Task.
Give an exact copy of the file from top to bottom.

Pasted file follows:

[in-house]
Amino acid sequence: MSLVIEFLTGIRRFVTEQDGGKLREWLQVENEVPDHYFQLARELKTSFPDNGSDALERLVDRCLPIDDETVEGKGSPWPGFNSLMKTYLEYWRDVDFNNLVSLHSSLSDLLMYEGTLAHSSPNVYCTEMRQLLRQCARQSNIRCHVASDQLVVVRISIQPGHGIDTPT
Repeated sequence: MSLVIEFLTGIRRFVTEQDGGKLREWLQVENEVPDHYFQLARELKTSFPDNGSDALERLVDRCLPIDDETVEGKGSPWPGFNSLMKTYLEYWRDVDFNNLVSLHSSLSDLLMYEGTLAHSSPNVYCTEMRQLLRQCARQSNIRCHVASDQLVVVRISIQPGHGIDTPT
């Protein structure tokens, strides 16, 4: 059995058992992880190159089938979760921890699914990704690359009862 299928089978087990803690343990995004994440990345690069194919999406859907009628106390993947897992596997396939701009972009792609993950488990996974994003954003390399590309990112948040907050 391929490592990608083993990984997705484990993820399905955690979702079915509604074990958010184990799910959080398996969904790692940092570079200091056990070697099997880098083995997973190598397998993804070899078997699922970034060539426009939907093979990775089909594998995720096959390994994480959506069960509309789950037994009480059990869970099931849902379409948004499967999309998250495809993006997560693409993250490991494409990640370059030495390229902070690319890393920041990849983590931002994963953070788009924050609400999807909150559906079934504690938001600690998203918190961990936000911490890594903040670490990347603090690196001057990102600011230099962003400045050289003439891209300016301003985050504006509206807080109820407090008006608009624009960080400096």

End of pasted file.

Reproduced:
[in-house]
Amino acid sequence: MSLVIEFLTGIRRFVTEQDGGKLREWLQVENEVPDHYFQLARELKTSFPDNGSDALERLVDRCLPIDDETVEGKGSPWPGFNSLMKTYLEYWRDVDFNNLVSLHSSLSDLLMYEGTLAHSSPNVYCTEMRQLLRQCARQSNIRCHVASDQLVVVRISIQPGHGIDTPT
Repeated sequence: MSLVIEFLTGIRRFVTEQDGGKLREWLQVENEVPDHYFQLARELKTSFPDNGSDALERLVDRCLPIDDETVEGKGSPWPGFNSLMKTYLEYWRDVDFNNLVSLHSSLSDLLMYEGTLAHSSPNVYCTEMRQLLRQCARQSNIRCHVASDQLVVVRISIQPGHGIDTPT
């Protein structure tokens, strides 16, 4: 059995058992992880190159089938979760921890699914990704690359009862 299928089978087990803690343990995004994440990345690069194919999406859907009628106390993947897992596997396939701009972009792609993950488990996974994003954003390399590309990112948040907050 391929490592990608083993990984997705484990993820399905955690979702079915509604074990958010184990799910959080398996969904790692940092570079200091056990070697099997880098083995997973190598397998993804070899078997699922970034060539426009939907093979990775089909594998995720096959390994994480959506069960509309789950037994009480059990869970099931849902379409948004499967999309998250495809993006997560693409993250490991494409990640370059030495390229902070690319890393920041990849983590931002994963953070788009924050609400999807909150559906079934504690938001600690998203918190961990936000911490890594903040670490990347603090690196001057990102600011230099962003400045050289003439891209300016301003985050504006509206807080109820407090008006608009624009960080400096």